So basically, believers can (1) wall themselves and their kids off from the rest of civilized world (but don't be shocked when it produces socially awkward people who can't function outside of their narrow circles), or (2) Continue with the status quo and lose the battle of the arts to the world, a battle that is far more influential than most of our churches, or (3) As members of the Christian community put a renewed emphasis on the arts, its importance, and the new "high calling" it would be to put out quality products that not only appeal to "the base" but that can be recognized as a good and quality entertainment by the outside world.

 

While movies and music are mainly "entertainment," a relevant Christian role in these areas would ironically be more influential than those whose main focus is on "worship" (i.e. reaching the unchurched through Christian worship songs). I guarantee you it would do more to further the gospel today than all the Christian TV stations combined, all the televised sermons by grey-haired preachers, all the tracts that well-meaning seniors leave on restaurant tables, all the "door to door" pamphlets being dropped off at peoples houses, and most of the other ineffective "evangelism" techniques employed by Christians today.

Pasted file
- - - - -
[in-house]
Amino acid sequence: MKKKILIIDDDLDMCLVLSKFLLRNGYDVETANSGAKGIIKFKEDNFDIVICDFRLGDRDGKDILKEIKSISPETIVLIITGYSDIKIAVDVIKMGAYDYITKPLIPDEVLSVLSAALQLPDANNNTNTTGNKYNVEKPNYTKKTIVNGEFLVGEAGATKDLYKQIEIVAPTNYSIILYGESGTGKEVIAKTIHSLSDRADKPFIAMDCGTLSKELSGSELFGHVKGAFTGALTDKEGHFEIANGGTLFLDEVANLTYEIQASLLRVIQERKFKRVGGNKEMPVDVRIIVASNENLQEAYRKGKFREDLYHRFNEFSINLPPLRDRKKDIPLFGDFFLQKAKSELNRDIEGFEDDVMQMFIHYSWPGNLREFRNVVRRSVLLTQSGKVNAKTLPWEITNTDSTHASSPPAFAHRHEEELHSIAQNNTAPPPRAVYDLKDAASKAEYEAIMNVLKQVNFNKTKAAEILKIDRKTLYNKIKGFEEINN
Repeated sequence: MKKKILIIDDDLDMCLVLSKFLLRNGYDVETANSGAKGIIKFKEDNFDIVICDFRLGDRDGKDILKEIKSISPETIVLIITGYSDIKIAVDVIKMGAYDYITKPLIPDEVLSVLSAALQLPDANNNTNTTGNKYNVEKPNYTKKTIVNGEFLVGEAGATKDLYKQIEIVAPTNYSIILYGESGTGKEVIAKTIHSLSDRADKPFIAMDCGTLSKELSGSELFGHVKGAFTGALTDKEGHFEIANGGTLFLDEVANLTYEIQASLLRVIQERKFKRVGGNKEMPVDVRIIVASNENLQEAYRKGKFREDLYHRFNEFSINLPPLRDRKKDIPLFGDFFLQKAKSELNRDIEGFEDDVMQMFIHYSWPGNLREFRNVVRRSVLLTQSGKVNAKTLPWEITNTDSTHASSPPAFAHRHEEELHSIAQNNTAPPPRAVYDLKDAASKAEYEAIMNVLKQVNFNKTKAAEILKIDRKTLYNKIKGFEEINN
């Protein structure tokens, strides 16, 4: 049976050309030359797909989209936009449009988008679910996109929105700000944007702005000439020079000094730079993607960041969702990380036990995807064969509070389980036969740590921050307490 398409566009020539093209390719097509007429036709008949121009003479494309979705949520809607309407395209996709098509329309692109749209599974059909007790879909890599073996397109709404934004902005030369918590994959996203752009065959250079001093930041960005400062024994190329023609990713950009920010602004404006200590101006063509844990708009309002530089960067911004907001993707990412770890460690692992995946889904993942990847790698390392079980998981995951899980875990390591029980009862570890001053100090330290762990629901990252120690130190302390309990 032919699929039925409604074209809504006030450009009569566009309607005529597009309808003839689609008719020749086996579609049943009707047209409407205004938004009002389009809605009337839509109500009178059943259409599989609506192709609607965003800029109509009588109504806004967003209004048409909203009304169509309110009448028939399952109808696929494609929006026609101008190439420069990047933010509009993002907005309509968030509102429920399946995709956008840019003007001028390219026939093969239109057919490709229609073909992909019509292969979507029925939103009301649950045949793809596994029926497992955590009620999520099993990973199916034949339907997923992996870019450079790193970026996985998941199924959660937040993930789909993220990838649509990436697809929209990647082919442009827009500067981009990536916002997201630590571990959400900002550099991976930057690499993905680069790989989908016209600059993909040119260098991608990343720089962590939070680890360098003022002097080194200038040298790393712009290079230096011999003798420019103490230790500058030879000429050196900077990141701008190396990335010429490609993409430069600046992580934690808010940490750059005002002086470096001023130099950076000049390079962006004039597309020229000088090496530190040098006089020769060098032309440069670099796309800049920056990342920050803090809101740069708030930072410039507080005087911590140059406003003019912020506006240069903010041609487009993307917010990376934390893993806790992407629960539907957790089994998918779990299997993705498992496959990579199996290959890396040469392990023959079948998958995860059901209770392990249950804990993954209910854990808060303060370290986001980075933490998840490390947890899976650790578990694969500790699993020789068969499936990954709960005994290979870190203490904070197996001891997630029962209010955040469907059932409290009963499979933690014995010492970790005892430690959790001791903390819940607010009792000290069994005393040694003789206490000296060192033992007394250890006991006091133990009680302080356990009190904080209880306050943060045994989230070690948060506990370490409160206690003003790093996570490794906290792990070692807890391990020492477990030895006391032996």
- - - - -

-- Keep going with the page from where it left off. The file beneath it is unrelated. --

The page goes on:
Speaking of Christian television stations, how many of you can name a single person under the age of 30 who actually watches TBN?

 

And I also guarantee that if Christians put out something good, people will consume it, including non-Christians. Instead of blaming the market economy and saying "we can't compete" with the financial giants, learn to put out something good on a modest budget and the funds will come rolling in.

 

The first step, however, for my own subculture is stopping the denial that we have a problem in the arts. Second, we need to understand that "success" and "quality" doesn't mean "something that wasn't completely embarrassing." Christians need to get with the program and realize that the arts are in fact a "high calling" and have the potential to reach far many more people than any modern generation of "evangelists" or youth pastors can accomplish. Fireproof is a decent enough start I suppose, but there's still a long, long, long way to go.